“Closing borders could have disastrous consequences for the lives and livelihoods of the people who cross the border every day for trade, education, or to visit relatives. Such restrictions force people to use informal and unmonitored border crossings, increasing the potential for the spread of disease,” WHO Director-General Tedros Adhanom Ghebreyesus said after declaring the outbreak in DRC a public health emergency of international concern.

A question on global governance structures for disease outbreaks

The fact that IHR does not have enforcement mechanisms in place is not unusual, Fidler said, an expert on international law and global health.

The United Nations doesn’t have enforcement powers, and that’s how international law works, he said. Even the dispute mechanism under IHR is not unique, he said, as every single treaty has one. But even if a country has any issues with another country in the application or interpretation of the treaty, the dispute mechanism has not been and would not be the best strategy to pursue, he argued.

Most disputes don’t get resolved in international courts, but through diplomacy, pressure, dialogue, incentives, and other things, he said.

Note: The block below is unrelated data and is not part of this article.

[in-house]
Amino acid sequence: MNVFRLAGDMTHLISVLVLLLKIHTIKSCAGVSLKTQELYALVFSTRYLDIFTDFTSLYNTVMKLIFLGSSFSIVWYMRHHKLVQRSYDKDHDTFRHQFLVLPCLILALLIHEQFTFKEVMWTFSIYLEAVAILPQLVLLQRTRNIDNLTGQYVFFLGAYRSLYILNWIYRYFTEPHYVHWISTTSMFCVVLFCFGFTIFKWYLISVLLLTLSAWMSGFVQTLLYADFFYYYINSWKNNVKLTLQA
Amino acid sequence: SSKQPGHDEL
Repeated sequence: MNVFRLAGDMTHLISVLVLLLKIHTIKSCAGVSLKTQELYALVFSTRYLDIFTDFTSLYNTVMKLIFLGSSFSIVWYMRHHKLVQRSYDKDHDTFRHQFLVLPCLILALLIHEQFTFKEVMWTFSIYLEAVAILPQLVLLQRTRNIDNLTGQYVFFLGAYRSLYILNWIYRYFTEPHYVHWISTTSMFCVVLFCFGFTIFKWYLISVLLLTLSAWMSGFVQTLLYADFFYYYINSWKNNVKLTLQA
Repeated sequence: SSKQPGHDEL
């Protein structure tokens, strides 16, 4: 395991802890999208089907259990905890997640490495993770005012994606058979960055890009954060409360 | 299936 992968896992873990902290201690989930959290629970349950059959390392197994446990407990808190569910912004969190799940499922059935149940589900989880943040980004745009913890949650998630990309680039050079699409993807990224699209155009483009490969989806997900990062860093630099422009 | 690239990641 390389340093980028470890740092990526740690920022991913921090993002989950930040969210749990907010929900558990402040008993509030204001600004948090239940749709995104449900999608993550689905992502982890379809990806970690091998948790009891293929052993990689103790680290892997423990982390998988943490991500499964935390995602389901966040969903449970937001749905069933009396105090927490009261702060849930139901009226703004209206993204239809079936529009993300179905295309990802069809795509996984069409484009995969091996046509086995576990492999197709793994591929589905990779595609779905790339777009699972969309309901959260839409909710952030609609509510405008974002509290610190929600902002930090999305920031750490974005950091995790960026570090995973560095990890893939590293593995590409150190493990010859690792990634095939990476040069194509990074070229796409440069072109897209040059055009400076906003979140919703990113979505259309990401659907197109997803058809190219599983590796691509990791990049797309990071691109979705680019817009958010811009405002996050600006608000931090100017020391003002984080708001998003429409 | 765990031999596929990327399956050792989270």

“No country is going to bring a case against Tanzania to go through the formal dispute settlement mechanism or dispute settlement process set up in the IHR. It just isn't gonna happen. And it would take years for that to resolve itself, which isn't going to help us deal with the problem, right? We have a crisis going on and we need to know whether there are Ebola cases in Tanzania,” he said.

But what’s unusual and rare in international law was WHO member states giving the director-general the authority to declare a public health emergency of international concern under IHR, even against the objections of the affected state, he said.

“The ability for WHO to call out a country over its objections, release information that it obtained from other sources rather than the government of Tanzania, that's an unusual ... extraordinary authority,” he said.

The approach is meant to get countries to understand that releasing information early and cooperating with WHO on serious disease events is the best approach politically, economically, and from a public health perspective, although that doesn’t guarantee states following through.

“But that means WHO can keep coming back to Tanzania and say, 'you know, we've got more information you need to verify.' If they don't hear anything back, WHO can share that information with the rest of the world that cranks the pressure on Tanzania,” he said.

But he underscored the need to engage in a dialogue about IHR and the state of global health governance, particularly on disease outbreaks — an issue Katz also pointed out, especially as experts predict the frequency of disease outbreaks in the coming years.